All items for review in this column should be sent to Walt Lees at address on back of magazine.
PANDORA — Eric Mason
I first saw Eric perform this effect several years ago and state quite objectively (not in any way prejudiced by the fact that he is a colleague on this magazine) that this is one of the funniest and most startling ways of producing a selected card that I have ever seen. In effect a card is selected and returned to the pack. The card can be marked if so desired. A small box is shown, it is circular with a hinged lid, rather like a ladies powder compact, but smaller. It is placed on top of the pack and opened. Out pops a jack in the box type of snake with the chosen card stuck to its nose. It is as quick and clean as that. There is no fumbling, palming or anything of that kind.
The impact comes because the card is bigger than the box that it is seen to come out
I have seen this effect performed for laymen and magicians. Always the result has been a gasp of amazement followed by a huge laugh as the audience realise the impossibility of what they have just witnessed. There are no awkward angles and you can be as close as you like. This is good commercial magic and at £5.25 great value. Cannot be too highly recommended.
A PEEP IN A BOTTLE - Eric Mason
Another off-beat idea from Eric. The price is £3.00.
In effect, the performer picks up an empty bottle — any bottle that happens to be lying around. He blows into the bottle, making a whistling sound then quickly places his hand over its mouth. A few seconds later he removes his hand and immediately the bottle repeats thfe same noise, giving the illusion that the sound was somehow trapped inside.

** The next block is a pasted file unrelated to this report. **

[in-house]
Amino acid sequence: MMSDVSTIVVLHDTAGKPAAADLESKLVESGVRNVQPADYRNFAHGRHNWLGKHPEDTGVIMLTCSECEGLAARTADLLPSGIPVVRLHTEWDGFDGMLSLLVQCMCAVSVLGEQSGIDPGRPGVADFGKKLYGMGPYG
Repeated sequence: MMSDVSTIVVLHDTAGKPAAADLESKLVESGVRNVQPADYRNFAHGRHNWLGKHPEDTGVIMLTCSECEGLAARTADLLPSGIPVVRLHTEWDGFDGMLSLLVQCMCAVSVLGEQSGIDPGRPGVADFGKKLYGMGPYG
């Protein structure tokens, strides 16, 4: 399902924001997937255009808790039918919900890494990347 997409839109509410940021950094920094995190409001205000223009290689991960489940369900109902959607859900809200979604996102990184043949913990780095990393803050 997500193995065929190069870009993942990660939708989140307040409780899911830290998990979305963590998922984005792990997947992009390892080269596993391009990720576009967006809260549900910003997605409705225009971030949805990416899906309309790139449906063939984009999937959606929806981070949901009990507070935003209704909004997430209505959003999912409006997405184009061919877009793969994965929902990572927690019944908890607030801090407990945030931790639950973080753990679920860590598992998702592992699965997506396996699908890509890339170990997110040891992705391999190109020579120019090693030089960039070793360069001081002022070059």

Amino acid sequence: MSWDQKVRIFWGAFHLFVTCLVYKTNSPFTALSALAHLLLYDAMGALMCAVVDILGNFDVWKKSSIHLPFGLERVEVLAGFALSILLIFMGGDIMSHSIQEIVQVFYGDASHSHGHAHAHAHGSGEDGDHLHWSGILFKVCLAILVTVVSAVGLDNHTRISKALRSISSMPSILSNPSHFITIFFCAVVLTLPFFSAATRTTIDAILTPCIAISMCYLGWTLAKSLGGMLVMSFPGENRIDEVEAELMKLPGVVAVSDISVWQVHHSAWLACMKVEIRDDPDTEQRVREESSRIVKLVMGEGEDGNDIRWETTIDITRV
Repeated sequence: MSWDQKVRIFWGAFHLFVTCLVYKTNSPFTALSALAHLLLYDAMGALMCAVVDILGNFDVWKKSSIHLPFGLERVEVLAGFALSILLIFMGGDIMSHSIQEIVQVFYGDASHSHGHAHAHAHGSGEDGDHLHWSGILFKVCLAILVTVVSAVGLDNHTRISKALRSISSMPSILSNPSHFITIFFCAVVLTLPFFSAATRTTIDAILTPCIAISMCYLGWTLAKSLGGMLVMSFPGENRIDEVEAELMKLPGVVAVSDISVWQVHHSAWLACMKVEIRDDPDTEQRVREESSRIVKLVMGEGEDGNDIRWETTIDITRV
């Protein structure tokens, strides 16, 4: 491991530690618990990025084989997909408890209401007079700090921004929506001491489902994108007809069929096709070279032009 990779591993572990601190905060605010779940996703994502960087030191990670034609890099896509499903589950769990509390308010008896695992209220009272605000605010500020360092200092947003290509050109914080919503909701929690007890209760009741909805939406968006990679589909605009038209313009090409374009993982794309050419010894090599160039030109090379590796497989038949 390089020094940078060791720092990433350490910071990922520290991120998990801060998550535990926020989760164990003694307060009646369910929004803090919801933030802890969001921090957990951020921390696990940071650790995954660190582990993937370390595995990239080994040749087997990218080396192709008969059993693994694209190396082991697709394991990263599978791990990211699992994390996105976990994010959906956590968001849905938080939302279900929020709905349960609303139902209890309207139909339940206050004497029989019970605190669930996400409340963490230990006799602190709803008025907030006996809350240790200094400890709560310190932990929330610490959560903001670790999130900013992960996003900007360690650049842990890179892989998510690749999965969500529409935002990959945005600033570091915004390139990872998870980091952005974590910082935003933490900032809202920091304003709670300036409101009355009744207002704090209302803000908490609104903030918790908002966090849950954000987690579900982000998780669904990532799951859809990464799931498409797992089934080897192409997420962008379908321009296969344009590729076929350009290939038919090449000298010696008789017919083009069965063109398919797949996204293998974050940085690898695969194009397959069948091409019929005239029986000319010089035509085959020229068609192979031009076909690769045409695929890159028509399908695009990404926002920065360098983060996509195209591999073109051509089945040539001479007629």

Although only a quickie, this would make a great way of "getting in" in a commercial situation. Just walk up to a table, pick up a bottle and do the trick. It is a good attention getter. Alternatively it could be used as a lead in to the coin in bottle. Highly recommended.
MAGNIFIQUE - Eric Mason
This is a version of the Al Koran "Flying Ring". A borrowed ring vanishes from the performer's fist and appears in a key case.
The difference between this method and the original is that Eric's version eliminates the use of a reel. This means that the key case can be in full view, even held by a spectator, before the ring vanishes.
The apparatus is well made and sure-fire. There is no getting set and everything can be examined before and after the trick. It does require a bit of handling practise but is well worth adding to your repertoire, especially if you "work the tables" and need a method that can be immediately repeated without having to retire to the 'gents' for ten minutes. Good value at £6.50.
Was this article helpful?